It has been a wild 36 hours when it comes to the increasingly complex tapestry of major international players taking part in combat operations in Syria. On one hand, Russia may be warming to integrating its forces into a single air campaign with the U.S., France and other nations. Yet at the same time, Russian-Turkish relations continue to sour over the shooting down of a Russian attack jet.
The real possibility of Russia joining the U.S.-led coalition came after France’s President François Hollande met with Russian President Vladimir Putin in Moscow. Coming off the Paris attacks, the move marked the possibility of rebuilding the relationship between the two countries that has been mired by sanctions and military equipment embargoes following Russia’s invasion of Crimea in early 2014.
Putin himself seemed to make the first move shortly after the Paris attacks, calling for total cooperation with the French military’s move to up its bombing campaign in Syria before yesterday’s high-level visit occurred.
Now, with Putin stating that he is open to cooperating with the U.S. led coalition, beyond just the French, the Obama Administration’s emerging hopes that a political solution can be found to rid Syria of the Assad regime, something that Russia probably has more control over than Assad himself at this point, are more plausible than ever.
Still, merely saying Russia is open to joining forces with the U.S. is a far cry from actually implementing such a coalition, not to mention holding it together long enough to be productive. The world will have to wait and see if something concrete can be put in place, although Russia’s questionable targeting practices and use of dumb bombs almost exclusively in its air war over Syria may be critical stumbling blocks.
Another hurdle could be Turkey, a NATO member, which is embroiled in a shouting match with Moscow over its downing of an Su-24 attack jet. Russia has called the event an ambush.
Meanwhile, Turkey is not apologizing for anything, also claiming that Russia had been repeatedly bombing Turkmen in the area where the Su-24 was shot down, claiming they were ISIS. Still, Turkish President Tayyip Erdogan has called Putin since the downing of Russia’s jet, but the Russian leader didn’t pick up the phone. Moscow has said it won’t answer because Erdogan is not ready to apologize.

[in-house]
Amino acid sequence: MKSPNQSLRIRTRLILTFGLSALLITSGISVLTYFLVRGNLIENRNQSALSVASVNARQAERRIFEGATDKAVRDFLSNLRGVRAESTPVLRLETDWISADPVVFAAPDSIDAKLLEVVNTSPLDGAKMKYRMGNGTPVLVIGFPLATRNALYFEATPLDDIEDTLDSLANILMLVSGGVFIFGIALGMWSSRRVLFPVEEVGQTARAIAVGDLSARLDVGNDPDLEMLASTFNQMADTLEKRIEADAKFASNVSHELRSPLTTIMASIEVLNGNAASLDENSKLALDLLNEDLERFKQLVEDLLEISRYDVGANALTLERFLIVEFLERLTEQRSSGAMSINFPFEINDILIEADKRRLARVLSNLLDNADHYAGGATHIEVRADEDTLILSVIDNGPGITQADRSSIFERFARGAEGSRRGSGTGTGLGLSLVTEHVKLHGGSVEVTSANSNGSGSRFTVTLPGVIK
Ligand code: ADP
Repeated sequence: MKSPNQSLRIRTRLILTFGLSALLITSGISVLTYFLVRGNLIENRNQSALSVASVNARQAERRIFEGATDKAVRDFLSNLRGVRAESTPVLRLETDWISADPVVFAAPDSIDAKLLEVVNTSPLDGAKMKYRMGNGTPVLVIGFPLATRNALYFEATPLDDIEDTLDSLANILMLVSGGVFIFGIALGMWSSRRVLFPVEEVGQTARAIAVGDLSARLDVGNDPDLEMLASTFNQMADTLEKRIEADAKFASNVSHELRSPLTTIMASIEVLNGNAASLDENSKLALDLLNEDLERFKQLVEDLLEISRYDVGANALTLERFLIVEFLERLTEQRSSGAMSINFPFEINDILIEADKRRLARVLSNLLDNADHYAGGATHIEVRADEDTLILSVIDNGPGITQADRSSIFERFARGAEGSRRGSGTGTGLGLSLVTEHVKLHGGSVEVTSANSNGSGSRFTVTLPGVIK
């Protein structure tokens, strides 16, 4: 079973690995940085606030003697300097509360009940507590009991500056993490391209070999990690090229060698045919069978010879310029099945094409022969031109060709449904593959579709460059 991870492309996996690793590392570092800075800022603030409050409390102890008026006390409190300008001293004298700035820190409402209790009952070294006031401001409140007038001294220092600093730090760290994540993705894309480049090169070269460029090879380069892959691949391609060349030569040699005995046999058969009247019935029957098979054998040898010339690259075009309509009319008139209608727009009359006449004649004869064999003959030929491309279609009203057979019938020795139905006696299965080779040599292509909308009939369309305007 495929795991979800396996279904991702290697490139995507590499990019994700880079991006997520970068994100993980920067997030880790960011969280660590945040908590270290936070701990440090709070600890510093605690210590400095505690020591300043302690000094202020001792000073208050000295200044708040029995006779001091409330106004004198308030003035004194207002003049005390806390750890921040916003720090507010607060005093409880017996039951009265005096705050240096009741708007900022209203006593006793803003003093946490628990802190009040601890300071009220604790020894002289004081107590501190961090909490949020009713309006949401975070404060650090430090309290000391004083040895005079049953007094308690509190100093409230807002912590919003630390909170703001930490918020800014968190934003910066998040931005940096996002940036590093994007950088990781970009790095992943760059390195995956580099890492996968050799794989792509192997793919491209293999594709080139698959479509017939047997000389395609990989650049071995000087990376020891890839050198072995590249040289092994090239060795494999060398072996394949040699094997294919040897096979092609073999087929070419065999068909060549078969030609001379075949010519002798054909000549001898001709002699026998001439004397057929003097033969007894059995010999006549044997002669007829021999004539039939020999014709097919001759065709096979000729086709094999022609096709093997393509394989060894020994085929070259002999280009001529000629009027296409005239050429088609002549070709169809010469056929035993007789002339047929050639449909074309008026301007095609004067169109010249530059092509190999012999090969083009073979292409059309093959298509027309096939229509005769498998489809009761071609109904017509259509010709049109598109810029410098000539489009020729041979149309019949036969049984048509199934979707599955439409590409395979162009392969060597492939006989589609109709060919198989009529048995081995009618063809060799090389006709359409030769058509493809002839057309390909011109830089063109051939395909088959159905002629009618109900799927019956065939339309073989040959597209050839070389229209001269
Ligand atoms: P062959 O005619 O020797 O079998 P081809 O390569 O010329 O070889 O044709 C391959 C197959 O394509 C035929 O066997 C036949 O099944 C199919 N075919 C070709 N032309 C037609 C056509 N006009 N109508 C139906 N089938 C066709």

Within just a few days, Russia has followed through with one of its planned military responses to the incident, deploying its S-400 “Triumph” missile batteries to Syria, an act that threatens aircraft flying all over the region.
Additionally, Russia is touting its aging Black Sea Fleet’s flagship, the cruiser Moskova’s S-300 anti-air capabilities. Currently the Moskova is loitering off the Syrian coast near Russia’s base south of the Syrian port city of Latakia.
Beyond deploying its most advanced air defense system to Syria, one that can reach aircraft far into Turkish airspace, Russia is also seeking to punish Turkey economically, halting a slew of joint Russian-Turkish business deals and building projects. Russia has also told its citizens not to travel to Turkey for pleasure and it has been announced that the visa-free travel agreement between the two countries will be suspended on January first. The Russian military industrial complex has been ordered not to buy materials from Turkey, and reports are circulating that Turkish businessmen attending trade shows in Moscow have been detained, an act President Erdogan equates to “playing with fire.”
Although these moves are substantial and economically troubling, the most feared Russian response, aside from direct military engagement, would be for Russia to turn off its energy exports to Turkey. These make up over half the country’s natural gas needs and 30 percent of its oil. As such, Russia could make Turkey’s citizens suffer a very cold winter if they so choose.
So far there has been no indication that Russia will cut off energy supplies to Turkey over the shoot-down, but if things escalate, or another incident occurs, it may be Moscow’s biggest card to play when it comes to retribution against Turkey.
In other developments, Germany has finally moved to engage in the anti-ISIS campaign after French appeals, albeit in a support role, not a shooting one. This will include a frigate to help protect France’s only aircraft carrier, the Charles de Gaulle, that currently fielding airstrikes from the Mediterranean into Syria, as well as A310 multi-role tanker transports for aerial refueling and Panavia Tornado ECRs for reconnaissance only.
Contact the author at Tyler@jalopnik.com.
Photos via AP